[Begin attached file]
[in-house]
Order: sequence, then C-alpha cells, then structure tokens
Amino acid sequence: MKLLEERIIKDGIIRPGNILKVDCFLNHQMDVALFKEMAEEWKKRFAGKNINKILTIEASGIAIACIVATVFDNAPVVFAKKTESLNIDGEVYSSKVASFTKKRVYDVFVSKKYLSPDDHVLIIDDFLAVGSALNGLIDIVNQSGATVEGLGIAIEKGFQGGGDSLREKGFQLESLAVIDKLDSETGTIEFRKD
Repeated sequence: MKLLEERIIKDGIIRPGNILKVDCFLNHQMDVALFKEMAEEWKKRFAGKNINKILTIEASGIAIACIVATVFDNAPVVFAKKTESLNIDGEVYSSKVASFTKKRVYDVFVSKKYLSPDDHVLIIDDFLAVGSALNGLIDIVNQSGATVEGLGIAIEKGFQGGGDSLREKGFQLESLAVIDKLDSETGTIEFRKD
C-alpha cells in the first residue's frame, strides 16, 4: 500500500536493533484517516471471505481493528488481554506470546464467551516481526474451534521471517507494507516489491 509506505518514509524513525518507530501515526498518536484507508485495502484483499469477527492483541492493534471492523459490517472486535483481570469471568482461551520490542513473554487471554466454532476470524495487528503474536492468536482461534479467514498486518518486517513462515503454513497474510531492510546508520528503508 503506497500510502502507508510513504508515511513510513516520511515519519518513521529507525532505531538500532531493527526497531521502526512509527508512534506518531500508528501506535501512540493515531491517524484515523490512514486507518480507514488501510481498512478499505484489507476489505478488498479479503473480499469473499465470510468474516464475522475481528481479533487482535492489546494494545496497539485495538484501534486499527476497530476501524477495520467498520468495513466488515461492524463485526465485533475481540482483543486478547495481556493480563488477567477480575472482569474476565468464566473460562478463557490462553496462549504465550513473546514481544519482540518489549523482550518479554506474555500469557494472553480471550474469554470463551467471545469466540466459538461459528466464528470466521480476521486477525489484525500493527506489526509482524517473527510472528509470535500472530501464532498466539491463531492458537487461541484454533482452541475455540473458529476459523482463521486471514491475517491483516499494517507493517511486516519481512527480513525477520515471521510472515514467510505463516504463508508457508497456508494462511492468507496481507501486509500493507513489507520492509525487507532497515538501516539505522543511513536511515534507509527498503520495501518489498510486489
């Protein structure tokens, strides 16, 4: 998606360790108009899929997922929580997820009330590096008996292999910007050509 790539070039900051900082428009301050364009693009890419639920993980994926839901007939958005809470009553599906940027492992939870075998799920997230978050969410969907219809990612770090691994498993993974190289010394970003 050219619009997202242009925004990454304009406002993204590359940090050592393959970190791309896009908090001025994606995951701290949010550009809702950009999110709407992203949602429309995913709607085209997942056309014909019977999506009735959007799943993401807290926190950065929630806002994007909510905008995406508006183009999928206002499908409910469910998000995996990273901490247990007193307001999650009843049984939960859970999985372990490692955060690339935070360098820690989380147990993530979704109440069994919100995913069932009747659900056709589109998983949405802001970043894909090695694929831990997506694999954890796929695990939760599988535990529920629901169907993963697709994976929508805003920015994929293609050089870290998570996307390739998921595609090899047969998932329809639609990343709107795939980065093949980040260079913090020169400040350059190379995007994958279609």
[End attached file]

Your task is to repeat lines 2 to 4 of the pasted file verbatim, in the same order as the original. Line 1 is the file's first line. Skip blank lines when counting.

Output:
Order: sequence, then C-alpha cells, then structure tokens
Amino acid sequence: MKLLEERIIKDGIIRPGNILKVDCFLNHQMDVALFKEMAEEWKKRFAGKNINKILTIEASGIAIACIVATVFDNAPVVFAKKTESLNIDGEVYSSKVASFTKKRVYDVFVSKKYLSPDDHVLIIDDFLAVGSALNGLIDIVNQSGATVEGLGIAIEKGFQGGGDSLREKGFQLESLAVIDKLDSETGTIEFRKD
Repeated sequence: MKLLEERIIKDGIIRPGNILKVDCFLNHQMDVALFKEMAEEWKKRFAGKNINKILTIEASGIAIACIVATVFDNAPVVFAKKTESLNIDGEVYSSKVASFTKKRVYDVFVSKKYLSPDDHVLIIDDFLAVGSALNGLIDIVNQSGATVEGLGIAIEKGFQGGGDSLREKGFQLESLAVIDKLDSETGTIEFRKD